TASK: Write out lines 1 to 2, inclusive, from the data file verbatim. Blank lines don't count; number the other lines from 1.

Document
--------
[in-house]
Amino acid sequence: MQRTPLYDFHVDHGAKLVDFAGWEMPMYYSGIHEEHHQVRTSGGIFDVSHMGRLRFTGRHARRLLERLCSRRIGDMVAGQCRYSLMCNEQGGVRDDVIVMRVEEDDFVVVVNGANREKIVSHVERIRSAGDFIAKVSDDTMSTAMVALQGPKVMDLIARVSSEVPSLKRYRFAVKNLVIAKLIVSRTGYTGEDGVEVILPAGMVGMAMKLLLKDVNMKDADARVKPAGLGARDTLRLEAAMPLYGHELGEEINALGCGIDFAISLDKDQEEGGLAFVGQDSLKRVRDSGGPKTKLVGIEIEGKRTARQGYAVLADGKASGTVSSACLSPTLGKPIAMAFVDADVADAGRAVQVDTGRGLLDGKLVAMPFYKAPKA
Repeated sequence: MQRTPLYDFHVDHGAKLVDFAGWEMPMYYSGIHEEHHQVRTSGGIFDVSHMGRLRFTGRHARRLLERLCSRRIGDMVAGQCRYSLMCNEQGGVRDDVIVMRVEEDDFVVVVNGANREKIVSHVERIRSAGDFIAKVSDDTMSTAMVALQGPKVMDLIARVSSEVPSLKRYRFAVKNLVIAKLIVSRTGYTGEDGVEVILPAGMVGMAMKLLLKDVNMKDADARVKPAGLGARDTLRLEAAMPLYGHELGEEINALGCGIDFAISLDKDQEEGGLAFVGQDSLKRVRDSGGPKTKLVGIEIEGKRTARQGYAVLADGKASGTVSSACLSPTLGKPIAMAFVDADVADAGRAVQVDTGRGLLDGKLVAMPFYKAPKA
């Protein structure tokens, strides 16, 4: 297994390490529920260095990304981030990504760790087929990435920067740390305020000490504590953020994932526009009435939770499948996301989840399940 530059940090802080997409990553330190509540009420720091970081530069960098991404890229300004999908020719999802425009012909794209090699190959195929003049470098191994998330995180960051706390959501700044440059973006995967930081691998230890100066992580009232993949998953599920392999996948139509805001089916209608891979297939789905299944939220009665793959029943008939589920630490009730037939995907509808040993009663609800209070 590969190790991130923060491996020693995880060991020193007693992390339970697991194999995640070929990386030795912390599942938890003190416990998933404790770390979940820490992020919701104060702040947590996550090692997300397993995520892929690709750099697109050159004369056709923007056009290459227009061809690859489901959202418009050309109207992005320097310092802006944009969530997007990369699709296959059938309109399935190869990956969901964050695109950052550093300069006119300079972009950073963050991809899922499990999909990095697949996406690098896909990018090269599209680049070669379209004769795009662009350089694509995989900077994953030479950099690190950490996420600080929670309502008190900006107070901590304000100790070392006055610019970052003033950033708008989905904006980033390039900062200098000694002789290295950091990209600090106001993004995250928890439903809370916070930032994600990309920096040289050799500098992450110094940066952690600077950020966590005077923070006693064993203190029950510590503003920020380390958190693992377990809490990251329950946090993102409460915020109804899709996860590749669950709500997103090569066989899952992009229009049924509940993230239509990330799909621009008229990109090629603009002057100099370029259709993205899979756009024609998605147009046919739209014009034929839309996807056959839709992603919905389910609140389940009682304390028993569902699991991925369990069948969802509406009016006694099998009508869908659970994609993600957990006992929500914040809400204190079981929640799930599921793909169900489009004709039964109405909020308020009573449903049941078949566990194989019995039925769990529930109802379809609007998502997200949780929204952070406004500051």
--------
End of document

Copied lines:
[in-house]
Amino acid sequence: MQRTPLYDFHVDHGAKLVDFAGWEMPMYYSGIHEEHHQVRTSGGIFDVSHMGRLRFTGRHARRLLERLCSRRIGDMVAGQCRYSLMCNEQGGVRDDVIVMRVEEDDFVVVVNGANREKIVSHVERIRSAGDFIAKVSDDTMSTAMVALQGPKVMDLIARVSSEVPSLKRYRFAVKNLVIAKLIVSRTGYTGEDGVEVILPAGMVGMAMKLLLKDVNMKDADARVKPAGLGARDTLRLEAAMPLYGHELGEEINALGCGIDFAISLDKDQEEGGLAFVGQDSLKRVRDSGGPKTKLVGIEIEGKRTARQGYAVLADGKASGTVSSACLSPTLGKPIAMAFVDADVADAGRAVQVDTGRGLLDGKLVAMPFYKAPKA